It would be useful to state that, the DLC table needs to be placed under the availability table. (I can't really word it right now, just write something about the location of the DLC table)


    (Are tags broken for some reason?)


    Added in the fixes, thanks for pointing it out.

  14. When I started following the editing guide creating a new page and saw some inconsistencies between the sample article and editing guide, I saw some differences between the two and made a thread about it in sample article's page.


    However, I started seeing more differences and inaccuracies between the two, so I thought a forum may be a better place to discuss it.


    I'm going to list what caught my eye, but I'll also list the things that should be fixed in both of those places, since both of them are for view only:

    • "wikipedia" and "winehq" places are swapped in infobox; it's in different order in sample article's cheat sheet than it is in editing guide
    • "steam appid side" parameter is missing in the sample article's cheat sheet
    • square enix cloud syncying option is missing in save game cloud syncing table in sample article's cheat sheet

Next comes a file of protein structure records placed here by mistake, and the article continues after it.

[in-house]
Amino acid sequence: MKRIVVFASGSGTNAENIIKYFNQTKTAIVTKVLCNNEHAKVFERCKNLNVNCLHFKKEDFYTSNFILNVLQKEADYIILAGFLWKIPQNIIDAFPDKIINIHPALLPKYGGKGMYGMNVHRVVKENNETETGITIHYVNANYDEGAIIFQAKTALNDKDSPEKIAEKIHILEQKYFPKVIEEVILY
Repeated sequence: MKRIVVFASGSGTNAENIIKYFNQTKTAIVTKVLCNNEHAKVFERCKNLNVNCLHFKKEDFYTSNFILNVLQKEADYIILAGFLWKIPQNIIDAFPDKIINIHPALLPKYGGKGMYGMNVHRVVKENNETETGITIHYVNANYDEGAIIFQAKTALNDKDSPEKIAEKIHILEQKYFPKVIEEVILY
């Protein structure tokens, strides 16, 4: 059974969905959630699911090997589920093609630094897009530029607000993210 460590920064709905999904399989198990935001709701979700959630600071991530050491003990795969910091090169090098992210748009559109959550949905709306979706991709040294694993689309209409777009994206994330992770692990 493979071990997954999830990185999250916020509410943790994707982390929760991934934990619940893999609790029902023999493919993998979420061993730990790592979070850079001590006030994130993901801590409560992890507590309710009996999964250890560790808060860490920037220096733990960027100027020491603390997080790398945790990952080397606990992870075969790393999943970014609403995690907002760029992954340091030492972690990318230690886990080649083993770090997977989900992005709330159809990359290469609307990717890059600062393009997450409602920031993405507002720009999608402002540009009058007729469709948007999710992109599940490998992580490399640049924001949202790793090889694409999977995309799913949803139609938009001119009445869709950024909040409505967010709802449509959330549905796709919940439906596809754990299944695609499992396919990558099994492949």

• API and middleware tables are missing in the sample article's cheat sheet, seems it was already mentioned before, but not answered AFAIK. They are in the base article body though and editing guide does not say anything about the tables being optional
    • Sample article's cheat sheet for series pages uses {{SUBST:PAGENAME}} while the editing guide do not use it
    • Sample page's "genre information" links to the now-dead Style Policy page
    • links in "General information" in sample article does not match what the editing guide recommends (i.e. GOG links should be over Steam links). Editing guide does not mention nothing about the point: "If still relevant, state where bugs can be reported."